Posts Tagged 'War'

2 Kings Chapter 16

Israel and Judah had passed through the hands of many kings. Israel was typically led by those who were wicked and idolatrous. Judah was typically led by those who were trying to be good, but did not help the people to turn fully to the Lord. In Israel, Pekah ruled in wickedness, as the kings before him. A fair amount of the Israelite people had been captured and taken to Assyria. Meanwhile, Jotham ruled in Judah, and had done those things that were good in the sight of God. When he died, his son Ahaz became king. At this time, Pekah joined with Rezin, king of Syria, to go up against Judah.

1 In the seventeenth year of Pekah the son of Remaliah Ahaz the son of Jotham king of Judah began to reign.
2 Twenty years old was Ahaz when he began to reign, and reigned sixteen years in Jerusalem, and did not that which was right in the sight of the Lord his God, like David his father.
3 But he walked in the way of the kings of Israel, yea, and made his son to pass through the fire, according to the abominations of the heathen, whom the Lord cast out from before the children of Israel.
4 And he sacrificed and burnt incense in the high places, and on the hills, and under every green tree.

Ahaz began to rule during the seventeenth year of Pekah’s reign in Israel. He was twenty years old at the time, and he reigned for sixteen years. Unlike his father, Ahaz did not rule in righteousness. He reigned in wickedness and idolatry, going so far as to sacrifice his own son to false gods, as was done to Baal. He used the high places that had been left by the kings before him, and performed sacrifices and made offerings there and all over Judah. This depth of idolatry, was the type that existed in the nations that the Israelites cast out, when Moses and Joshua led them into the promised land.

5 Then Rezin king of Syria and Pekah son of Remaliah king of Israel came up to Jerusalem to war: and they besieged Ahaz, but could not overcome him.
6 At that time Rezin king of Syria recovered Elath to Syria, and drave the Jews from Elath: and the Syrians came to Elath, and dwelt there unto this day.
7 So Ahaz sent messengers to Tiglath-pileser king of Assyria, saying, I am thy servant and thy son: come up, and save me out of the hand of the king of Syria, and out of the hand of the king of Israel, which rise up against me.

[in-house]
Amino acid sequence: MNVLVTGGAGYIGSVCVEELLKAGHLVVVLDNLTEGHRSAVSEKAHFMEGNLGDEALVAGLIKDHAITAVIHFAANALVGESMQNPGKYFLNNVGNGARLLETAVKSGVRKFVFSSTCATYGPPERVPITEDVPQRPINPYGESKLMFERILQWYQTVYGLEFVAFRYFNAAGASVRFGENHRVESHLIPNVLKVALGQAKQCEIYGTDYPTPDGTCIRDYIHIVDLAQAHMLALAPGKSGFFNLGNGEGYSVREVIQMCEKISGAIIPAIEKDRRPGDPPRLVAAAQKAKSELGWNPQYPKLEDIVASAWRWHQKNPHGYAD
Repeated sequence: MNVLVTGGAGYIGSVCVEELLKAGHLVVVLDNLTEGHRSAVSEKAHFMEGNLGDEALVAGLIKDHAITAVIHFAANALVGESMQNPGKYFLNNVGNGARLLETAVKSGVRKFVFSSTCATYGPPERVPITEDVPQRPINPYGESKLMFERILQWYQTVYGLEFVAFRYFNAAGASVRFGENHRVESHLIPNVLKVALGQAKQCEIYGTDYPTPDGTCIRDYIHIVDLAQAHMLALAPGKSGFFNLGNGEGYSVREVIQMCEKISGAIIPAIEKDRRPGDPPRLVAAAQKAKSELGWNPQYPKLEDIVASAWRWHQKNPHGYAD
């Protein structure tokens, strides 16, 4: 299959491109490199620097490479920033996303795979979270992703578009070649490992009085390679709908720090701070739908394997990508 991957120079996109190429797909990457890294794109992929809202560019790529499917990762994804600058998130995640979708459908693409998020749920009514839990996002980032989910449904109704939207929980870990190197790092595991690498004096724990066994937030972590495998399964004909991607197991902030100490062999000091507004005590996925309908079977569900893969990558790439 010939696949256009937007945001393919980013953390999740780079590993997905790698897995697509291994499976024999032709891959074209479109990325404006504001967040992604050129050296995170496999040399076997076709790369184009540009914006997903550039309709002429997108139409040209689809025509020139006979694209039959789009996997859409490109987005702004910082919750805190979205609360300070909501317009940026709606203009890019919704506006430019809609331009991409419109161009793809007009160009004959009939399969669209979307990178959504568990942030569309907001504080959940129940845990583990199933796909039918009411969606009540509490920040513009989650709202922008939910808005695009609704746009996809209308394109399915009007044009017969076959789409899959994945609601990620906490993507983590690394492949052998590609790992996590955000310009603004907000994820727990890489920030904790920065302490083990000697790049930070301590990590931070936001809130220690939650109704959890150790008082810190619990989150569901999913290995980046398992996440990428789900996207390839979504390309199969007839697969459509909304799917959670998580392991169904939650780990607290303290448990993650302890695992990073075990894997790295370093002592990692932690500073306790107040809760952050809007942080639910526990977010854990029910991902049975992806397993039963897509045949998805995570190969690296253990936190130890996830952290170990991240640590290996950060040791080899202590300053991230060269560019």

8 And Ahaz took the silver and gold that was found in the house of the Lord, and in the treasures of the king’s house, and sent it for a present to the king of Assyria.
9 And the king of Assyria hearkened unto him: for the king of Assyria went up against Damascus, and took it, and carried the people of it captive to Kir, and slew Rezin.

Ahaz was beseiged by Rezin and Pekah, but they were unable to capture Judah. Elath was again taken from Judah by the Syrians, and the Jews were forced out of that area. Ahaz turned to Tiglath-pileser of Assyria, in hopes of being saved from his enemies. The Assyrians had already showed strength against Israel and had taken much of the people away, as mentioned above. Ahaz gave all the treasures of the temple and king’s house, and gave it as a gift to the king of Assyria, who decided to save Judah. Paying another country for help in times of war, was a normal thing. In a political sense, it meant that the Assyrians would have an allegiance from Judah, if not more. The Assyrians went against Damascaus, captured it and took the people to a place called Kir. They also killed Rezin.

10 And king Ahaz went to Damascus to meet Tiglath-pileser king of Assyria, and saw an altar that was at Damascus: and king Ahaz sent to Urijah the priest the fashion of the altar, and the pattern of it, according to all the workmanship thereof.
11 And Urijah the priest built an altar according to all that king Ahaz had sent from Damascus: so Urijah the priest made it against king Ahaz came from Damascus.
12 And when the king was come from Damascus, the king saw the altar: and the king approached to the altar, and offered thereon.
13 And he burnt his burnt offering and his meat offering, and poured his drink offering, and sprinkled the blood of his peace offerings, upon the altar.
14 And he brought also the brasen altar, which was before the Lord, from the forefront of the house, from between the altar and the house of the Lord, and put it on the north side of the altar.
15 And king Ahaz commanded Urijah the priest, saying, Upon the great altar burn the morning burnt offering, and the evening meat offering, and the king’s burnt sacrifice, and his meat offering, with the burnt offering of all the people of the land, and their meat offering, and their drink offerings; and sprinkle upon it all the blood of the burnt offering, and all the blood of the sacrifice: and the brasen altar shall be for me to inquire by.